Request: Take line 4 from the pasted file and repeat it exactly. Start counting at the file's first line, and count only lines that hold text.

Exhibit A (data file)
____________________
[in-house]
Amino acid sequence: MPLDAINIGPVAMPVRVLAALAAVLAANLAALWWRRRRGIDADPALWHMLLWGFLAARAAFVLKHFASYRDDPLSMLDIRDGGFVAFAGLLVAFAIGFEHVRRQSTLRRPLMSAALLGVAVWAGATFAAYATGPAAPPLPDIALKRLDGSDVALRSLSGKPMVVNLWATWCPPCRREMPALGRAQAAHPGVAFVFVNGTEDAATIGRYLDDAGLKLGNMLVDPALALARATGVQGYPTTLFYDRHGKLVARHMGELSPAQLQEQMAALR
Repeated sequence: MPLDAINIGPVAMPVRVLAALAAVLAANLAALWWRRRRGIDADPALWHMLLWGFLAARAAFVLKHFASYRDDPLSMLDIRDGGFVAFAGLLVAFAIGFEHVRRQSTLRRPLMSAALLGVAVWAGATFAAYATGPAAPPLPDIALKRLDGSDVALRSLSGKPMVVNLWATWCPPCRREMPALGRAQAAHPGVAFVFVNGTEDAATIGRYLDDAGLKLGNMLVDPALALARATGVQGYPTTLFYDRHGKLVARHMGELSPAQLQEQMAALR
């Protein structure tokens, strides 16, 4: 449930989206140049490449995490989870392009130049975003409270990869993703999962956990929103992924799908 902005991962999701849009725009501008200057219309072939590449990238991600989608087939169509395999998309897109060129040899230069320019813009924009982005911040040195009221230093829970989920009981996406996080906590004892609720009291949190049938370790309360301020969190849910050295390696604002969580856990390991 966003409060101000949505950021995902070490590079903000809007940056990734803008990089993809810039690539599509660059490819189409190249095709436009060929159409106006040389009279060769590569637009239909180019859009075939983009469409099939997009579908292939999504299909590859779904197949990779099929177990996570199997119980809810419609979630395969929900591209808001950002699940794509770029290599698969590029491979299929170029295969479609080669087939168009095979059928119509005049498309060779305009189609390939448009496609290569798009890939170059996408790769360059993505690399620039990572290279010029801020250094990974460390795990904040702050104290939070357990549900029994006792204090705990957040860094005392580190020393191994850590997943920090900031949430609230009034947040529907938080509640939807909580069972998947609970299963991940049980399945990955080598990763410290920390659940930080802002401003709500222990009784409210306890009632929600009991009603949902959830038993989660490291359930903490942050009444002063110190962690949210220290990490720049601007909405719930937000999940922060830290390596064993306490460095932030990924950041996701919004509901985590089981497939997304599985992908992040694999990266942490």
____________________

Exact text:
């Protein structure tokens, strides 16, 4: 449930989206140049490449995490989870392009130049975003409270990869993703999962956990929103992924799908 902005991962999701849009725009501008200057219309072939590449990238991600989608087939169509395999998309897109060129040899230069320019813009924009982005911040040195009221230093829970989920009981996406996080906590004892609720009291949190049938370790309360301020969190849910050295390696604002969580856990390991 966003409060101000949505950021995902070490590079903000809007940056990734803008990089993809810039690539599509660059490819189409190249095709436009060929159409106006040389009279060769590569637009239909180019859009075939983009469409099939997009579908292939999504299909590859779904197949990779099929177990996570199997119980809810419609979630395969929900591209808001950002699940794509770029290599698969590029491979299929170029295969479609080669087939168009095979059928119509005049498309060779305009189609390939448009496609290569798009890939170059996408790769360059993505690399620039990572290279010029801020250094990974460390795990904040702050104290939070357990549900029994006792204090705990957040860094005392580190020393191994850590997943920090900031949430609230009034947040529907938080509640939807909580069972998947609970299963991940049980399945990955080598990763410290920390659940930080802002401003709500222990009784409210306890009632929600009991009603949902959830038993989660490291359930903490942050009444002063110190962690949210220290990490720049601007909405719930937000999940922060830290390596064993306490460095932030990924950041996701919004509901985590089981497939997304599985992908992040694999990266942490």